The Blue Box is the most intricate and powerful piece of phreaking equipment, but it is only one of several telephone fraud devices invented in the last few decades. Three other boxes described here, all traditionally named after colors, can be used to exploit the phone system. Two of them work with MF tones, and the third takes advantage of the voltage fluctuations that occur when a phone rings. (There are over a dozen other boxes, but most of them are combinations or variations of these. See the sources page for links to textfiles describing the various boxes.)

The Red Box simulates the sound of money being deposited into a payphone. Like long-distance switching tones, coin-deposit signals are dual-frequency, in-band tones. When someone drops a nickel into a payphone, it triggers a relay which emits a beep. This is a combination of 2200 and 1700 Hz, pulsed for about 35ms. A dime triggers two pulses of the same frequencies for 80ms, each with 80ms of silence between pulses. The quarter produces one pulse of 70ms, followed by four 35ms beeps. (5) A phone phreak's Red Box generates these tones, although the timing is not as precise. The phone company's equipment usually cannot tell the difference. Red Box tones alone are not necessarily enough to fool the equipment, however. Occasionally, an operator will send a ground test to the payphone to determine if there is actually money in the coin slot. When a coin is deposited, it completes a circuit until the call is terminated. Therefore, an operator can detect fraud if the ground test fails (i.e., if the circuit is open due to an absence of coins.) For this reason, phreaks have to deposit at least a nickel in order to use a Red Box.(6)

To avoid paying the initial five cents, phreaks came up with the Green Box. The person receiving the call uses this device to simulate three MF signals that are normally generated by the Automated Coin Toll Service (ACTS): Coin collect, coin return, and ringback. Coin collect is a combination of 700 + 1100 Hz; coin return is 1100 + 1700 Hz; ringback is 700 + 1700Hz. At the end of a Red Box phone call (which has to be less than three minutes or ACTS demands more money), the called party signals the central office using a wink (short blast of 2600Hz). This tells the equipment to get ready to receive MF signals. Then the called party sends the appropriate tone -- the coin return signal -- which refunds the caller's nickel. The Green Box can also signal the phone to collect a coin (i.e., release the deposited coin from the temporary catch and let it fall into the collection box), as well as send a Ringback signal to ring the payphone.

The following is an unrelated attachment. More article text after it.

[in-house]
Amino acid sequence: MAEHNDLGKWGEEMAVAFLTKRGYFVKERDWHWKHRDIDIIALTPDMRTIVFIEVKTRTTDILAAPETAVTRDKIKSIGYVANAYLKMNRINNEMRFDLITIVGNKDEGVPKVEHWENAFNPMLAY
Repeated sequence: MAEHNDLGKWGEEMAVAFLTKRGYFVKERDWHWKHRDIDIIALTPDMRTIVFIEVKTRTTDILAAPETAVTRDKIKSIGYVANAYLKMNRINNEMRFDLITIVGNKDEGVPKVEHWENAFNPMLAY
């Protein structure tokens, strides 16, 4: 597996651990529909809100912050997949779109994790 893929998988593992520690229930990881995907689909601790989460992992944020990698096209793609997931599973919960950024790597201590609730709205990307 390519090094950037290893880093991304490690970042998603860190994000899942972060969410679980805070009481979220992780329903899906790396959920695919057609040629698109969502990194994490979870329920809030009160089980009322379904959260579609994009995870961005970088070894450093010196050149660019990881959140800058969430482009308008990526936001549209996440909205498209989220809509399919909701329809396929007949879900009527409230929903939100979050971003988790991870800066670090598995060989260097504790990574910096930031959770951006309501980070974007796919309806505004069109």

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The Black Box, when installed on the called party's home telephone, prevents callers from being charged for the call. The Black Box is perhaps the simplest "box" to build; it is merely a resistor/capacitor circuit placed across the ring wire in the phone. When a telephone is on-hook (hung up), there is a resting potential of about 48 volts DC across the tip and ring. It drops to about 12 volts when the handset is picked up, and current is then able to flow with less resistance. It also triggers the CO to activate a dial tone. When the telephone rings, the CO sends about 90 volts of pulsing DC to the phone. In older phones, this would cause a metal armature to be attracted alternately between two bells (Basic Telecom, part V) but electronic bells are used in new phones. Billing starts for the caller when the called party's DC level drops to the 12 volt range, because that tells the CO that the party has answered. When a 10K resistor is connected to the called party's phone, the voltage is prevented from dropping below about 36 volts. Therefore, billing never starts for the caller, because to the CO it looks like the phone is still ringing (even though the called party has actually answered the phone). Black Box calls have to be kept short, however, because eventually the CO notices that the phone has been "ringing" for a long time. If the phone company gets suspicious, they can detect a Black Box, due to the presence of AC voice signal at the wrong DC level. (Basic Telecom, part V)

(5) Older payphones used two bells, one for signaling nickels and dimes and one for quarters. The operator would listen for the appropriate number of "dings" after the customer deposited money. Phreaks could fool the operator by ringing their own bells over the phone.
(6) The Paper Clip Method, demonstrated very accurately in the movie War Games, defeats this ground test. The caller grounds the positive end of the microphone (the mouthpiece) by sticking a paper clip or pin into the holes in the mouthpiece, and touching the other end of the clip to the grounded metal base of the payphone. (The Phreaker's Glossary)
* The Red Box is one of the only boxes that still works. With an automatic tone dialer and a 6.5536MHz crystal replacement, it is still possible to place free long-distance phone calls from a payphone.

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